Eventually I popped out on the west ridge above some interesting gullies that seemed to lead straight down to the roof of the youth hostel.

I was now on the previously unclimbed west ridge of Sgurr na Banachdich. Unclimbed by me that is, which is how one must approach new routes that one has never read about. I vaguely remember reading years ago something about the west ridge not being a good descent route as the route I’d just come up was difficult to find and the rest of Sgurr nan Gobhar is flying territory if you attempt any other descent routes. So apart from that I had no idea what the ridge was like. Would it go? Was there an impassible cliff? In the haze it looked long and high with the final summit before it abutted the main mountain mass guarded by some fearsome looking cliffs. But I knew if I could reach the bealach with An Diallaid the route to the summit would be won as it was easy from there. The question was whether it was feasible to get there in the first place.

Looking down the west ridge to Sgurr nan Gobhar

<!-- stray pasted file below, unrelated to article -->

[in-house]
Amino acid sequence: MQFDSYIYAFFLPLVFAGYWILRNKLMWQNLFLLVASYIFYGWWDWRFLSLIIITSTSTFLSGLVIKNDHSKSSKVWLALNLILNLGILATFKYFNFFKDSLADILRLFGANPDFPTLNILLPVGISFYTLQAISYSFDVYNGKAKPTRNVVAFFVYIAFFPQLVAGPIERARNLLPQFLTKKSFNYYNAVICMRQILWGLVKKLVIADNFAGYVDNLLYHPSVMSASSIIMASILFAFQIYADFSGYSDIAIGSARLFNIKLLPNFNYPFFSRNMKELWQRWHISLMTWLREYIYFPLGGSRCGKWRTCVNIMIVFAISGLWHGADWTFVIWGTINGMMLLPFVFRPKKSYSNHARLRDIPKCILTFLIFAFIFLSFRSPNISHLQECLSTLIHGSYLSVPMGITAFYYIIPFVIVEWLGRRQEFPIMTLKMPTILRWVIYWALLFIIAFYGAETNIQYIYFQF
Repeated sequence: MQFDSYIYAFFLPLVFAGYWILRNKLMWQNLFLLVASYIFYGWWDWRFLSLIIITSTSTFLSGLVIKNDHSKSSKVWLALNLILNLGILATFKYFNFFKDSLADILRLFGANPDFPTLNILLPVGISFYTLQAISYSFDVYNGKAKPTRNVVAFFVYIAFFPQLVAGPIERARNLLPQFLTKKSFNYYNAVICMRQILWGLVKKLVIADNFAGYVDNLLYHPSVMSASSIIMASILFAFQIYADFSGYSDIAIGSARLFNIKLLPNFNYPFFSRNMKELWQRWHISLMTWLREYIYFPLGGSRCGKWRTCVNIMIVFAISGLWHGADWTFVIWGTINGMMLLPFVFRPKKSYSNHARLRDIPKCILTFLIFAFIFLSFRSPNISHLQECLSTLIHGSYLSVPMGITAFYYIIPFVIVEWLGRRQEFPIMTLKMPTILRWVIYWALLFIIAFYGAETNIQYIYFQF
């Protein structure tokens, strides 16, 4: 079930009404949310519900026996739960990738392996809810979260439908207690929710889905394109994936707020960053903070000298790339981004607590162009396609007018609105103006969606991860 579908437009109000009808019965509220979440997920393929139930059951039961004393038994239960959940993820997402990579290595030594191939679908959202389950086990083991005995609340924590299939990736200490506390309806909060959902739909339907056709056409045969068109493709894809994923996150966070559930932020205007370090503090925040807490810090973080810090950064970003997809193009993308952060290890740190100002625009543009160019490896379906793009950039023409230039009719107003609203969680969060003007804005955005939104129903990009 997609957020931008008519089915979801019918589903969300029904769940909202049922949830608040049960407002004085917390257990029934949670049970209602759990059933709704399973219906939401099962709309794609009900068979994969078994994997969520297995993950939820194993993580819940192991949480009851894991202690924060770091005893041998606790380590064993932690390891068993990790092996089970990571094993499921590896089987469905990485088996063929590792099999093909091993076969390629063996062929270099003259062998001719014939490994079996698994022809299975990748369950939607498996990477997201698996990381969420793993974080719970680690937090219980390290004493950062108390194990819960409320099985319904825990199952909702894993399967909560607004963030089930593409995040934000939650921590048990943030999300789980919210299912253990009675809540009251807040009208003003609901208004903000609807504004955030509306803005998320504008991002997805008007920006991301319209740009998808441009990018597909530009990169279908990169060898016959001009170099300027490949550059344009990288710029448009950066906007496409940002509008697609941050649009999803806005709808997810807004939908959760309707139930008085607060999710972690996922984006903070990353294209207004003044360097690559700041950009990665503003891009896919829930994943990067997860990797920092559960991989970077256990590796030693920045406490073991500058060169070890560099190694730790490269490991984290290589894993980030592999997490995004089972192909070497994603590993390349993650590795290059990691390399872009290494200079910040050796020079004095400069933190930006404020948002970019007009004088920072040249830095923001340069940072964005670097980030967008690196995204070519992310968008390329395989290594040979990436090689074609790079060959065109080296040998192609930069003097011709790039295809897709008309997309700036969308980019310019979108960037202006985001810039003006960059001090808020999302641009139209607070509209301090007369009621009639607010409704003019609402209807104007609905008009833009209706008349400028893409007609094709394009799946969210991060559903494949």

The forecast of 10mph winds was a little optimistic as I teetered on the narrow crest above the vertical drops into Coir’ a’Ghreadaidh in a gusty 30mph cool breeze. Now and then the ridge would narrow to an almost knife edge and with the wind gusting unpredictably I took the lower ground on the south side until forced onto a delightful little slab in a non intimidatory position that reminded me of Clach Glas scrambling. A couple of moves on huge holds and I was back on the ridge crest again, winding along big blocks and grass patches until I reached the final tower. This was formed by an overhanging wall which looked rather hard in the wind so I scrambled up some more Clach Glas level stuff to its base and traversed to the right into a rotten gully and was immediately called across by the siren singing of a wonderfully steep and secure basalt fault in the cliff. It was wonderful scrambling in a magnificent situation. Mildly exposed with great views of the summit rock architecture and as I popped out the top I saw with relief the broken ground below the crest that took me to the final summit on the ridge and then down to the bealach.

It was then a fine romp to the summit of Sgurr na Banachdich and the weirdly colourless view of the most impressive mountains in Britain, shrouded in continental murk coming in on the strong cold easterly.

Sgurr a'Ghreadaidh with Sgurr Thormoid between